What is in this article?:
- How will lame duck farm bill be handled?
- Farm bill apprehensions
- A long list of pressing issues awaits congressional action during the lame duck session. Chief among them is what to do with a new farm bill.
Farm bill apprehensions
On the farm bill itself, Stallman said, “you could fill a couple of binders up with scenarios about how the politics and parliamentary process will play out. I don’t have that much of a better window than anyone else…
“We want a five-year farm bill reauthorized as quickly as possible. Farmers and ranchers deserve that because we need to know what the rules are. We’re making our plans for the next crop year and it’s difficult to know how those plans would be impacted by whatever changes there are in farm policy until we have some certainty…
While differences exist between the Senate and House Agriculture Committee farm bill versions, Stallman said none were insurmountable. “The reality is those differences aren’t too much to put into a conference committee and come out with a resolution.
“The question is whether there will be political will from leadership to move in that direction and get it done. One of the big hold-ups from the House side had been what should be done with nutrition spending. Those issues will have to be resolved before we get a full five-year farm bill reauthorization.”
Stallman also brought up the need to pass permanent normal trade relations with Russia. “We supported Russia joining the WTO and coming under that rules-based trading system so they’d be restricted from playing the games they have in the past” with U.S. livestock exports. However, “we can’t access those rules until we pass permanent normal trade relations for Russia. We understand that, hopefully, that will be teed up next week in the lame duck.”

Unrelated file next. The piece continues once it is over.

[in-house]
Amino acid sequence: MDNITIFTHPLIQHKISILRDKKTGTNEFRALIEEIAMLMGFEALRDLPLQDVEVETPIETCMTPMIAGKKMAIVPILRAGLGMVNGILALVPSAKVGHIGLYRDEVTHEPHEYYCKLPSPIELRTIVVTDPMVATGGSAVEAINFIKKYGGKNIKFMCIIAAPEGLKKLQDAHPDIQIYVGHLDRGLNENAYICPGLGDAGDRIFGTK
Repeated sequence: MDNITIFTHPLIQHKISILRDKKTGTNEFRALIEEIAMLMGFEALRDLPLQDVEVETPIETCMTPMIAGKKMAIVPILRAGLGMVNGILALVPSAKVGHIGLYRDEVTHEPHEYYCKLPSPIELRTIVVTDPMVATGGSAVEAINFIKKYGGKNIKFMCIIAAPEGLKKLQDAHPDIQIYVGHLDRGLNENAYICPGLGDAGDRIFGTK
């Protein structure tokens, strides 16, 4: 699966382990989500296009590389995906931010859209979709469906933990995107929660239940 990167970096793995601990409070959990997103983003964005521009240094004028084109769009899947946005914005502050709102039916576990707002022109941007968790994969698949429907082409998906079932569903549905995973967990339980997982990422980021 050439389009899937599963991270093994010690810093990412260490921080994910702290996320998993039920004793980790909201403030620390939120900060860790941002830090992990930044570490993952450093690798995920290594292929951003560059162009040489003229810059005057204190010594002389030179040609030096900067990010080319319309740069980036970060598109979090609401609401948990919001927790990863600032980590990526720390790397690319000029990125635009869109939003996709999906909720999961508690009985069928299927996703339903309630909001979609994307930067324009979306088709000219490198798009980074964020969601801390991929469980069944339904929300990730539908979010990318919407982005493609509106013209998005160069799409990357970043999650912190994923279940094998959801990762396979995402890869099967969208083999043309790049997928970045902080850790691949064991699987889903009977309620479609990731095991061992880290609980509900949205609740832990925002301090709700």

Queried specifically on Peterson’s staunch opposition to anything other than a five-year farm bill, Stallman said the AFBF “is opposed to a one-year extension if it is proposed. Our preference is a full, five-year farm bill authorized in the lame duck.
“If that isn’t possible, we’d be willing to accept some short-term extensions. By that, I mean doing what’s necessary to deal with the 1949 act and get to a point early – and I say early in the new Congress – where we could go ahead and pass a farm bill.
“I do not expect a full five-year farm bill to be passed as a stand-alone in the lame duck. I think it would be merged with something else. Once again, you could come up with all different parliamentary scenarios where that may happen.”
Admitting a bit of apprehension, Stallman said the farm bill could be wrapped up “into a lame duck piece of legislation that’s part of a grand budget deal (where) we stand the risk of losing more (funding). We hope that isn’t the case.
“We supported the types of reductions embodied in the House and Senate. Frankly, we feel we’ve already given in the pew in the collection plate, if you will. We want to hold it to that. But we’ll always be at risk because there are some large dollars in the farm bill. As people look for money to resolve budget and fiscal issues in the country, we’ll continue to be a target.”